Pulling in the abdomen – what does that mean exactly?

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Where does the pull in the abdomen come from?

When pulling in the abdomen, most people think of menstruation pain in women first – and not without reason. In fact, abdominal pain that occurs before and during the period is one of the most common causes of complaints in the lower abdomen. Some women feel the so-called middle pain between the bleeding. This marks ovulation and often occurs on only one side or above the pubic area.

Pain in pregnancy

For one thing, severe abdominal pain can be an early sign of pregnancy. If you already know that you are pregnant and have such complaints, you should always be careful. These symptoms can often be attributed to an overstretching of the muscles and ligaments that support the uterus – for example when coughing or standing up. Here it may help to put your feet up and put a hot water bottle on the underwear. However, if the pain is very severe or if there are other symptoms such as cramps, bleeding, chills or fever, you should definitely go to the gynecologist.

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What are the causes of abdominal pain?

If the symptoms are not due to the period or pregnancy, there are different possible causes. Either in men and women, pulling in the lower abdomen can be divided into acute and chronic pain.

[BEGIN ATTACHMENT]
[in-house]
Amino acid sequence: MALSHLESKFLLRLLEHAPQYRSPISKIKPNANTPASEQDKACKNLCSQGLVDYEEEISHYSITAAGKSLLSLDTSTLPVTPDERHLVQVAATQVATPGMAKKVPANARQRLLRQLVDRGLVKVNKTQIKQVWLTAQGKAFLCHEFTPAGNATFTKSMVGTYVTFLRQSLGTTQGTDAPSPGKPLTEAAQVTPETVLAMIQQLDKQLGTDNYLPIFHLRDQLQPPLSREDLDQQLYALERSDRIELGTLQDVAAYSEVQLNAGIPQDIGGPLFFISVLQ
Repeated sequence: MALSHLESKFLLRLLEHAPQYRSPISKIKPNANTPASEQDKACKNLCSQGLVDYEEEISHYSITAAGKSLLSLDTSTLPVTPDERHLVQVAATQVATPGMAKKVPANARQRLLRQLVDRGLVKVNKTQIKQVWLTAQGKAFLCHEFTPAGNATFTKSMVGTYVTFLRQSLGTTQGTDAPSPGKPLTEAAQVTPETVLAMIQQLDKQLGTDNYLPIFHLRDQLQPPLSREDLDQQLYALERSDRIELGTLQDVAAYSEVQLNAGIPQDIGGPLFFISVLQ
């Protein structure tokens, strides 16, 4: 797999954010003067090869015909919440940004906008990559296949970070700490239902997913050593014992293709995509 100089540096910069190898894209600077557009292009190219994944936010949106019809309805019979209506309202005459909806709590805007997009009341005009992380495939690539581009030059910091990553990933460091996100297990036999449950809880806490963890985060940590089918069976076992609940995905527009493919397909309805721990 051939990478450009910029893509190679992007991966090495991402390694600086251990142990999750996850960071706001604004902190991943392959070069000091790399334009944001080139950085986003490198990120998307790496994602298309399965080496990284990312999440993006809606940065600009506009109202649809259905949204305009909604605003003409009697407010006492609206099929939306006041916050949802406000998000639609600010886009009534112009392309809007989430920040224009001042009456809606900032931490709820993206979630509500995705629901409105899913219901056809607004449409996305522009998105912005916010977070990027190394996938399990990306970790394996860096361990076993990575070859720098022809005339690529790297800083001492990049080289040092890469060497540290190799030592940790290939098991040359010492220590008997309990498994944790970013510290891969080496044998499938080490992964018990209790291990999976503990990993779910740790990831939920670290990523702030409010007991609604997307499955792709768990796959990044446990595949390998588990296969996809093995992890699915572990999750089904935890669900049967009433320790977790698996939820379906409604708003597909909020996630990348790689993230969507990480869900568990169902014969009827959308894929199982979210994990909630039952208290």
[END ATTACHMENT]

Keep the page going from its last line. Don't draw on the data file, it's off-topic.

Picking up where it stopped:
Acute pain

Acute pain can appear suddenly, indicating both a temporary upset and a serious problem. There are some symptoms and signs that may indicate inflammation (such as appendicitis, cystitis, or fallopian tubes) or the breakthrough of a part of the intestine, that should be treated immediately by a doctor. These include:

  • Very severe pain
  • fever
  • Constipation or diarrhea (persistent)
  • nausea
  • Bleeding or discharge

Chronic pain

Do they exist Lower abdominal pain lasting more than half a year, it is considered chronic and should also be checked by a doctor. There are several possible triggers here too:

  • Chronic inflammation (e.g. chronic cystitis or in the gastrointestinal tract)
  • Cysts
  • Tumors in the organs
  • Endometriosis (tissue similar to the endometrium grows in the deeper layers of the wall of the uterus or outside of it)
  • Mental illnesses – Depression, for example, often leads to physical symptoms in the lower abdomen